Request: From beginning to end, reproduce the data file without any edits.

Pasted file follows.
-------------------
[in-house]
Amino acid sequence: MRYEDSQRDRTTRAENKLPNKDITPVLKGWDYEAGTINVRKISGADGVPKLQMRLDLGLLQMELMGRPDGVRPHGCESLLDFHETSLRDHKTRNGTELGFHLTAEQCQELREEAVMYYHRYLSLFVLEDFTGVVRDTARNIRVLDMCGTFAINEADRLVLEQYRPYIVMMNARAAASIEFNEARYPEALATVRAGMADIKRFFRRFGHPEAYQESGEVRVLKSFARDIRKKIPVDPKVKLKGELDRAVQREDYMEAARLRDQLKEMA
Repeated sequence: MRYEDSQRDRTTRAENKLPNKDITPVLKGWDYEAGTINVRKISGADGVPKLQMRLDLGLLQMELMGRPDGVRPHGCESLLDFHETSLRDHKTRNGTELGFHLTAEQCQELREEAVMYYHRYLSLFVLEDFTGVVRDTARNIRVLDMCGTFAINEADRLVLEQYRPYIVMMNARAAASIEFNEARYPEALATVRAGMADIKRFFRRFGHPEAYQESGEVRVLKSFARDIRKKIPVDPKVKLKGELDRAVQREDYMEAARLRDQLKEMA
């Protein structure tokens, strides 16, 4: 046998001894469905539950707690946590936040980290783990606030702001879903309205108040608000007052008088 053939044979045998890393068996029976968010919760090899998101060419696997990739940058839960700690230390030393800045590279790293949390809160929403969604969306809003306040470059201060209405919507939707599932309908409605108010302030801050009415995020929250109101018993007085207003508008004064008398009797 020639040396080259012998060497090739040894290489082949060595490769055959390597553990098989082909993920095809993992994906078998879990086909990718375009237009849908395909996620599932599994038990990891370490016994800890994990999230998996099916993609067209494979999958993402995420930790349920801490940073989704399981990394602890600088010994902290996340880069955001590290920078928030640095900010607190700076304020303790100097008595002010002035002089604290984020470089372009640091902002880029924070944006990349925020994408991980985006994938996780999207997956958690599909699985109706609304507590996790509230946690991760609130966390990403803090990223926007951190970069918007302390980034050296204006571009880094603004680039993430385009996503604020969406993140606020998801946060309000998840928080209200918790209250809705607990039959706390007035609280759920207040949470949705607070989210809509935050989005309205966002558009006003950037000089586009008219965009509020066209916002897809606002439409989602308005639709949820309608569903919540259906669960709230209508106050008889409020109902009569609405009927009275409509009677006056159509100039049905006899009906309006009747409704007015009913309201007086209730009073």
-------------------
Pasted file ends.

[in-house]
Amino acid sequence: MRYEDSQRDRTTRAENKLPNKDITPVLKGWDYEAGTINVRKISGADGVPKLQMRLDLGLLQMELMGRPDGVRPHGCESLLDFHETSLRDHKTRNGTELGFHLTAEQCQELREEAVMYYHRYLSLFVLEDFTGVVRDTARNIRVLDMCGTFAINEADRLVLEQYRPYIVMMNARAAASIEFNEARYPEALATVRAGMADIKRFFRRFGHPEAYQESGEVRVLKSFARDIRKKIPVDPKVKLKGELDRAVQREDYMEAARLRDQLKEMA
Repeated sequence: MRYEDSQRDRTTRAENKLPNKDITPVLKGWDYEAGTINVRKISGADGVPKLQMRLDLGLLQMELMGRPDGVRPHGCESLLDFHETSLRDHKTRNGTELGFHLTAEQCQELREEAVMYYHRYLSLFVLEDFTGVVRDTARNIRVLDMCGTFAINEADRLVLEQYRPYIVMMNARAAASIEFNEARYPEALATVRAGMADIKRFFRRFGHPEAYQESGEVRVLKSFARDIRKKIPVDPKVKLKGELDRAVQREDYMEAARLRDQLKEMA
């Protein structure tokens, strides 16, 4: 046998001894469905539950707690946590936040980290783990606030702001879903309205108040608000007052008088 053939044979045998890393068996029976968010919760090899998101060419696997990739940058839960700690230390030393800045590279790293949390809160929403969604969306809003306040470059201060209405919507939707599932309908409605108010302030801050009415995020929250109101018993007085207003508008004064008398009797 020639040396080259012998060497090739040894290489082949060595490769055959390597553990098989082909993920095809993992994906078998879990086909990718375009237009849908395909996620599932599994038990990891370490016994800890994990999230998996099916993609067209494979999958993402995420930790349920801490940073989704399981990394602890600088010994902290996340880069955001590290920078928030640095900010607190700076304020303790100097008595002010002035002089604290984020470089372009640091902002880029924070944006990349925020994408991980985006994938996780999207997956958690599909699985109706609304507590996790509230946690991760609130966390990403803090990223926007951190970069918007302390980034050296204006571009880094603004680039993430385009996503604020969406993140606020998801946060309000998840928080209200918790209250809705607990039959706390007035609280759920207040949470949705607070989210809509935050989005309205966002558009006003950037000089586009008219965009509020066209916002897809606002439409989602308005639709949820309608569903919540259906669960709230209508106050008889409020109902009569609405009927009275409509009677006056159509100039049905006899009906309006009747409704007015009913309201007086209730009073």